China casinos’ staff back as clampdown fear eases


Different casino operators are now aggressively – albeit quietly – moving its staff back to China more than a month after the arrest of 18 Crown Resorts staff for gambling-related offenses.

The Australian Financial Review, which quoted anonymous sources, reported that big operators with casinos in Macau have quietly relaxed an earlier decision to cease marketing activity in China. The report identified the casino operators as Las Vegas Sands Corp, MGM Grand and Galaxy Entertainment.

It isn’t clear yet what prompted the casino operators to move their staff back to China six weeks after the clampdown in the James Packer-owned casino resort in China.

For one, Macau casino operators are becoming confident that the incident involving the Crown Resorts staff is an isolated case and does not represent a blanket clampdown on casino marketing activity in China.

However, another industry source says the motivation could simply be greed. While mass players kept their operations afloat, casino operators still considers the Chinese high rollers as their most important revenue stream.

Gaming companies have spared no expense wooing big-spending Chinese gamblers to their casinos through junkets and offering multi-million-dollar lines of credit. But to do that they have to tread carefully in dealing with the Chinese laws that ban them from promoting gambling in China.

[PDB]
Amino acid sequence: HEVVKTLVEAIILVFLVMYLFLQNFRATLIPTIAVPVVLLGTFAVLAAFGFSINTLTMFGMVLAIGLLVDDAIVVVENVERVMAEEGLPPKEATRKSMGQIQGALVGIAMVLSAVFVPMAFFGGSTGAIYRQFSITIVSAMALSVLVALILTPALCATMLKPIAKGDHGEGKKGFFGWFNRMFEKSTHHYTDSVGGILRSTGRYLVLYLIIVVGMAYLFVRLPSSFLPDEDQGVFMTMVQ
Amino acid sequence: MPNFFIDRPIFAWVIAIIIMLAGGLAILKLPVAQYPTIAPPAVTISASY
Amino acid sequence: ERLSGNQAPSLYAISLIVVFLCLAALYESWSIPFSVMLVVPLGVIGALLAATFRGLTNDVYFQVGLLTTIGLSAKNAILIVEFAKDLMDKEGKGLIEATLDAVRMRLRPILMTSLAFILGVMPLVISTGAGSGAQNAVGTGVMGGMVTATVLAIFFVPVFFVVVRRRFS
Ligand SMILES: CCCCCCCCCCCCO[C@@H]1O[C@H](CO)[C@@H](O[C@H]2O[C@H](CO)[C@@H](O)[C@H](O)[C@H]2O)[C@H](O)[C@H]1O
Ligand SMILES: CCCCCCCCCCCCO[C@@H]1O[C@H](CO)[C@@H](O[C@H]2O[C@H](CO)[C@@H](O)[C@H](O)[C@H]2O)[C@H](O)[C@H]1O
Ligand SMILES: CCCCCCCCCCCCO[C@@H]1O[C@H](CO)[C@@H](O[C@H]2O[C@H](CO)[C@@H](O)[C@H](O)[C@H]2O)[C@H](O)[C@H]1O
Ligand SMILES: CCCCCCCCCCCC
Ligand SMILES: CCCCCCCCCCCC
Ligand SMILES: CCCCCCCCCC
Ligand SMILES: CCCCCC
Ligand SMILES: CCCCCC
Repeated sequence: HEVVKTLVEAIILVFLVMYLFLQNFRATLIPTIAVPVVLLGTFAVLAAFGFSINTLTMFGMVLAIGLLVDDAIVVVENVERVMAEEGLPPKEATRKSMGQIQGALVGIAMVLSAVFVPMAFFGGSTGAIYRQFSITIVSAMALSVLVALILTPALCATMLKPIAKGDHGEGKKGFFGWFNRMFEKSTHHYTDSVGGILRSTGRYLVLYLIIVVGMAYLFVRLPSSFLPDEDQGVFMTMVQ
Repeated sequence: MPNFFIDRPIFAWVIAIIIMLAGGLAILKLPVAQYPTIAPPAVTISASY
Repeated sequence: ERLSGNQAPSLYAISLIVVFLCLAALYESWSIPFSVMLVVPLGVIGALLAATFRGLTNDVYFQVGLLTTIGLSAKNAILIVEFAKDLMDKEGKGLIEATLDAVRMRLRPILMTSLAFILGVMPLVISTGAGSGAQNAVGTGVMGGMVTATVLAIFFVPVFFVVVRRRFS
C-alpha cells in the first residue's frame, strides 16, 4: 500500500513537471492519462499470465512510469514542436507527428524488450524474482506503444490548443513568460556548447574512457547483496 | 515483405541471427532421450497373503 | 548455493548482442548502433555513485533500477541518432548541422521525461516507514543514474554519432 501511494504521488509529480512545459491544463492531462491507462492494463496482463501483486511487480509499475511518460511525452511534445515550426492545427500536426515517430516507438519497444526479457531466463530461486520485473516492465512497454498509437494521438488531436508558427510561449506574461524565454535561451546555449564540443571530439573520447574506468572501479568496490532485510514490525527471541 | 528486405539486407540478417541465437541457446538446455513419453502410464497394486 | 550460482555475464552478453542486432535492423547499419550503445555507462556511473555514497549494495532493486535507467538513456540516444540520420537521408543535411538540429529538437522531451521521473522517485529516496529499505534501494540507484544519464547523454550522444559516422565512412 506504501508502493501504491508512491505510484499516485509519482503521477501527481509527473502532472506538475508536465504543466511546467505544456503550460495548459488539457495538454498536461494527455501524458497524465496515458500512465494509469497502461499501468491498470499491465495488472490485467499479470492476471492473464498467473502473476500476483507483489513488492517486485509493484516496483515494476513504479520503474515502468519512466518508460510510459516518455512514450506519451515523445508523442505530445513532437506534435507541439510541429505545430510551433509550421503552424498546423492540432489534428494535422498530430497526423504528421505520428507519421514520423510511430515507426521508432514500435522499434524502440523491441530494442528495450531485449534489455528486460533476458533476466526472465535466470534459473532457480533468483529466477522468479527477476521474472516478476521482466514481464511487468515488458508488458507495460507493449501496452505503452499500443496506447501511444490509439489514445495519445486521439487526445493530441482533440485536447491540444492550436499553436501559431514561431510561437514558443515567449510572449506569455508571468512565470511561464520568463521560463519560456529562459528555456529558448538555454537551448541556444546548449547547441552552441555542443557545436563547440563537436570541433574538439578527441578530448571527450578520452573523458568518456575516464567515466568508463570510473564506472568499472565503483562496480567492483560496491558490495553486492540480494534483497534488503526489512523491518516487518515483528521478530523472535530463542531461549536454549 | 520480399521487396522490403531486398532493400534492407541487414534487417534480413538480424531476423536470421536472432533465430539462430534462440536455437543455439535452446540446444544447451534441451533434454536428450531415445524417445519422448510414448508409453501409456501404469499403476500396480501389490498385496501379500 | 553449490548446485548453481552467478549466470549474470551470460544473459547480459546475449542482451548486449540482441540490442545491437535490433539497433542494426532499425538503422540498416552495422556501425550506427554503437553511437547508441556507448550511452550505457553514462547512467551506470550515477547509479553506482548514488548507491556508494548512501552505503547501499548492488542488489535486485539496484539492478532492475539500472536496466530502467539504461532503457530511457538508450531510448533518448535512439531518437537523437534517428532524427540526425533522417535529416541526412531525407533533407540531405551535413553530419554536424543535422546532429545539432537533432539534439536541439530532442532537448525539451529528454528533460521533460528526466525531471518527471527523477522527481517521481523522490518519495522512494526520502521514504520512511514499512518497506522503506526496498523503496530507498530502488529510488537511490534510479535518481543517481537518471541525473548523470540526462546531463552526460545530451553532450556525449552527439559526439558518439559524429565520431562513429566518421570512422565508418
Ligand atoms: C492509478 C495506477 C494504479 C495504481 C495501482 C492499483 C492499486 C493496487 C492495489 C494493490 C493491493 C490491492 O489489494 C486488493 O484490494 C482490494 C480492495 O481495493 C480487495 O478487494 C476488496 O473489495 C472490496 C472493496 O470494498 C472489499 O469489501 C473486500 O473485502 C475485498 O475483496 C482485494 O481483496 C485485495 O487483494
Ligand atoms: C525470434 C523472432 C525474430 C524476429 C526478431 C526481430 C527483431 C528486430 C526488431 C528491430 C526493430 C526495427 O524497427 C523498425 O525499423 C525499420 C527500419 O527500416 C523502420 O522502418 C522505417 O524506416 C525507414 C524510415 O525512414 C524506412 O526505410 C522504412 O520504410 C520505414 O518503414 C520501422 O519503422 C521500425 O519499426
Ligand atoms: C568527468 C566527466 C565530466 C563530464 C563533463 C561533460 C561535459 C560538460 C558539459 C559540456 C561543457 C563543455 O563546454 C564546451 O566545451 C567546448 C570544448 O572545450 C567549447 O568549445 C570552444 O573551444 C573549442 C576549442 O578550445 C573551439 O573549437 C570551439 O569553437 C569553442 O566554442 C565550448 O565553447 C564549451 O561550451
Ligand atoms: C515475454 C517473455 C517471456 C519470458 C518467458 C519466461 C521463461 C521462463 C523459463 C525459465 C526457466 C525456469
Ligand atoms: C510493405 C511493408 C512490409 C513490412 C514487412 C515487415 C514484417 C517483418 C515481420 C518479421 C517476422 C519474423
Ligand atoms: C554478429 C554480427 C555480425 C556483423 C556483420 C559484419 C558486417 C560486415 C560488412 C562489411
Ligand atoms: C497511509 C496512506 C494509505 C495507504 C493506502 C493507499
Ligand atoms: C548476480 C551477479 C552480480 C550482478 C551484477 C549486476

With recent Macau data showing a surge in VIP gaming revenue, analysts express fear that Beijing will be keeping a close eye on the world’s premier gaming hub and it might impose further regulatory intervention by China.

“In our view, Beijing remains focused on plugging holes in the capital flight bucket, primarily through junkets and, to a lesser degree, UnionPay,” Nomura analysts wrote this week. “While we don’t yet have the December breakdown of VIP versus mass revenues, we believe that the recent growth spurt in Macau VIP revenues to over 20 per cent in November [four times greater than mass growth for the month] is not sustainable and that it could lead to negative policy responses from Beijing if it were to persist.”